Interview with Ledge

Interview with LedgeGuest podcast interview with Clark Buckner (ETPCast), Kelly Boothe (SouthernAlpha), and JSF COO, David "Ledge" Ledgerwood. 

One of the most impressive aspects of the Jumpstart Foundry Investor Day event is the variety of entrepreneurs it draws. As Ledge explained (in the interview), there are entrepreneurs in their forties, and there are some that are only 24. Some of the plans arrive at the center with millions of dollars already invested in the company, and others are nothing more than an idea scribbled on a napkin. Over the course of 14 weeks, Ledge and the Jumpstart Foundry team work with them, helping to establish a strong, pitch-ready business model. It’s an intensive project that requires a large commitment from both JSF and the entrepreneur. He jokes that there are some weeks where he spends more time with his mentees than he does with his family.

For the entrepreneur, it’s a long process of taking constant criticism and questioning. For Ledge, it’s acting as part-therapist and part-drill sergeant. He’s said it’s not just the business model that is shaped. He really enjoys watching the transformation of the entrepreneurs
themselves. They learn a lot of humility, and lose any arrogance they might have had. It makes sense. Often, as entrepreneurs, we’re prone to believing in ourselves a little too much--it’s an occupational hazard. There are times when we’re the only ones that do see the potential in what we’re doing, and we have to be able to persevere. However, there are also times when we need to be taken down a notch and bend our ear to the devil’s advocate. I actually had a recent conversation with Dr. Cornwall at Nashville Product Camp, and he echoed this exact sentiment, cautioning against “surrounding yourself with only cheerleaders.”

For those who made it through and participated in the event, the process was well worth it. Some had the opportunity to obtain the necessary funding to fully scale or implement their plans. Now that it’s over, Ledge is tightening his COO hat and gearing up for the year ahead; it’s strategic planning mode. He’s having conversations with Fortune 500 companies, working on expanding the Foundry’s profile. He also wants to try to assemble Work Book versions of their processes, in an effort to expand JSF. 

Clark Buckner is a new media strategist who especially enjoys the podcasting medium. He partners with individuals and organizations to create engaging and useful content. Want more interviews with entrepreneurs? Check out his ETPCast podcast. You can also read more about me and my business, Buck Branding.

Kelley Boothe is co-founder of our sister site, SouthernAlpha.

dVisit Demo Day Pitch


During the summer of 2013, eight technology start-ups graduated from our intense, 14-week, business accelerator program. The summer accelerator program ended on August 22 at our annual Investor Day. Each team got to pitch their company to a room filled with hundreds of investors, mentors and media.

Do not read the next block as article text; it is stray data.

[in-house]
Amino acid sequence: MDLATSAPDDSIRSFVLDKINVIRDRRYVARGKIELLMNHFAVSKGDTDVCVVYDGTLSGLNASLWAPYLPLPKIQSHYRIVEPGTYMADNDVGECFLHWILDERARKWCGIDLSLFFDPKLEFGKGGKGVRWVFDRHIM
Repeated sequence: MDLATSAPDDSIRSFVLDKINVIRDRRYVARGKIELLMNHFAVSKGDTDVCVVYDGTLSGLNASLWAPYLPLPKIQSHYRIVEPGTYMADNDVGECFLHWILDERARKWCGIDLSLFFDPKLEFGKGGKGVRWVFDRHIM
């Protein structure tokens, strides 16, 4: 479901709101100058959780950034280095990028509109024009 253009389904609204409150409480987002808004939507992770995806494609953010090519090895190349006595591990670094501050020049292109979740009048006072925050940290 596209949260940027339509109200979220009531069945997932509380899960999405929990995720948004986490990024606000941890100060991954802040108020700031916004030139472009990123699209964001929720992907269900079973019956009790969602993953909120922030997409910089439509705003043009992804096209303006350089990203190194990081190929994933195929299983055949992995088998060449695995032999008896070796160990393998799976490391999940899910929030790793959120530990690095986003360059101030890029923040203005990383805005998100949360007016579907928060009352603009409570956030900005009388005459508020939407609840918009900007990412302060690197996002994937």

Sit back and learn about JSF alum, dVisit, a mobile and web app that enables patients to be treated for routine care by their family doctor.

dVisit is a platform that allows existing patients to save time (2.5 hr on avg) and be treated by their family doctor for routine illnesses. The doctor gets paid for that care and maintains continuity of care for patients while managing patient volume.

Learn more about dVisit and follow their progress on AngelList.

In Tags

This isn’t going to be a history paper

Matthew SniffJumpstart Foundry alum, Matthew Sniff, shares his lessons learned about running a business in this guest post. Sniff is CEO and Founder of Photorankr, the ultimate social network, marketplace, and portfolio solution for photographers.

“This isn’t going to exactly be like finishing that history paper the night before it’s due.  You have to understand what starting a business takes.”  I still remember those words during my initial interview with Vic Gatto more than a year ago when our team of all [undergraduate] students was competing for admission into the second Jumpstart Foundry class. If I had known back then what I was getting myself into, I should have quit on the spot.  The next few months, and especially the year following it, would prove to test my relationships, my perseverance, and my sanity.

First, though, I’d like to step back and give you some perspective into how I got myself into this situation.  Coming from a blue-collar family in rural Ohio, I grew up with 6 siblings (including myself and two others who were also involved in the company).  I was never into startups, or even knew what a startup was, until high school came around.  Most of my childhood was spent close at home with my brothers and sisters.  We would spend our time doing things outdoors – fishing, skiing, gardening, and even raising goats and ducks.  As the youngest in the family, by the time I got to be in high school, everyone but my twin sister had left the house for college.  Then, as a sophomore in high school, we moved away from our childhood home to another small town in North Carolina (yes, this article is still about starting a dorm room company).